The Glasgow Review of Books on
Charles Bambach's Thinking the Poetic Measure of Justice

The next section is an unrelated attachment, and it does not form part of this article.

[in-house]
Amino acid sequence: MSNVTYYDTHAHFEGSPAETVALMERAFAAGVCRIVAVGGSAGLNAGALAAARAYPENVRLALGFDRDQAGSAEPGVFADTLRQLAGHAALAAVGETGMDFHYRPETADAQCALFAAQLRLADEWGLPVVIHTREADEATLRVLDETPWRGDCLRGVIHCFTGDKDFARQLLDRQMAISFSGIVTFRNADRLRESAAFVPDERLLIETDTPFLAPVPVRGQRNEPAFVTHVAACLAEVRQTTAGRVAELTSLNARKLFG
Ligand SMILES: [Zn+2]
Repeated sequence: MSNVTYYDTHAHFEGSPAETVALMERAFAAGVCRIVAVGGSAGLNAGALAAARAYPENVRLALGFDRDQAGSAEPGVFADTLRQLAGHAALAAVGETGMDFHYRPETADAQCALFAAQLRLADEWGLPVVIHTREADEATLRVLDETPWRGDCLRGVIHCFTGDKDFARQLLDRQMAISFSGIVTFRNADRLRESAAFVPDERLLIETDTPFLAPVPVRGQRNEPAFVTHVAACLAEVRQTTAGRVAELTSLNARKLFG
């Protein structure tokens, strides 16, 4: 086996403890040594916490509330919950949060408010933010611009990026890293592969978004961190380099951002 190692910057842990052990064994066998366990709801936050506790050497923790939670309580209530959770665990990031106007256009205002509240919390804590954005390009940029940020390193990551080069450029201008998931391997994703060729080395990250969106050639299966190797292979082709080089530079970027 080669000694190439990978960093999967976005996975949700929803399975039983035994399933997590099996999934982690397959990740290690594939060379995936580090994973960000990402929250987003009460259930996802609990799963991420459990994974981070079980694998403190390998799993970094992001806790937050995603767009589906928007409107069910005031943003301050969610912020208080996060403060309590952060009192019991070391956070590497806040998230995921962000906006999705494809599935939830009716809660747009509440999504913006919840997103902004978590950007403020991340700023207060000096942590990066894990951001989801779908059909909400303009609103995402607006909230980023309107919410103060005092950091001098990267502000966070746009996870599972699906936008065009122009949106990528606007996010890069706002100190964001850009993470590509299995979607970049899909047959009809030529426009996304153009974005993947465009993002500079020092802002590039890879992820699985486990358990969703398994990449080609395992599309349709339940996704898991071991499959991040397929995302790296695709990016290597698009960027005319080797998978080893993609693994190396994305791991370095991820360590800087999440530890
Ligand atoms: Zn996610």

Bambach claims that Heidegger’s reading of Hölderlin serves to obscure this fundamental aspect of exchange with the other by emphasising what he calls “the narrow myth of autochthony”, and later describes as “the myth of a pure Greek arche untouched by foreign influence.” The becoming of a people, for Hölderlin, is a reciprocal process demanding mutual exchange between native and foreign, and his account of the becoming of Ancient Greece, in Bambach’s reading, is no different. Far from being a pure arche then, Greece, for Hölderlin, depended on a “positive appropriation of the foreign”. Hölderlin, in his rejection of the hegemony of self-appropriation, holds much in common with what Bambach calls “the Jewish critique of ontology”, evinced by the likes Rosenweig, Lévinas, Derrida, and, crucially, Celan. For these thinkers, the mutual exchange between self and other at the heart of ancient Greece allows the “metaphysics of totality-identity that dominates the work of Western philosophy”, or the privileging of identity over difference, to be critiqued, as a way of overcoming the politicised motifs of authenticity and identity at work in Heidegger’s absolutization of the poem.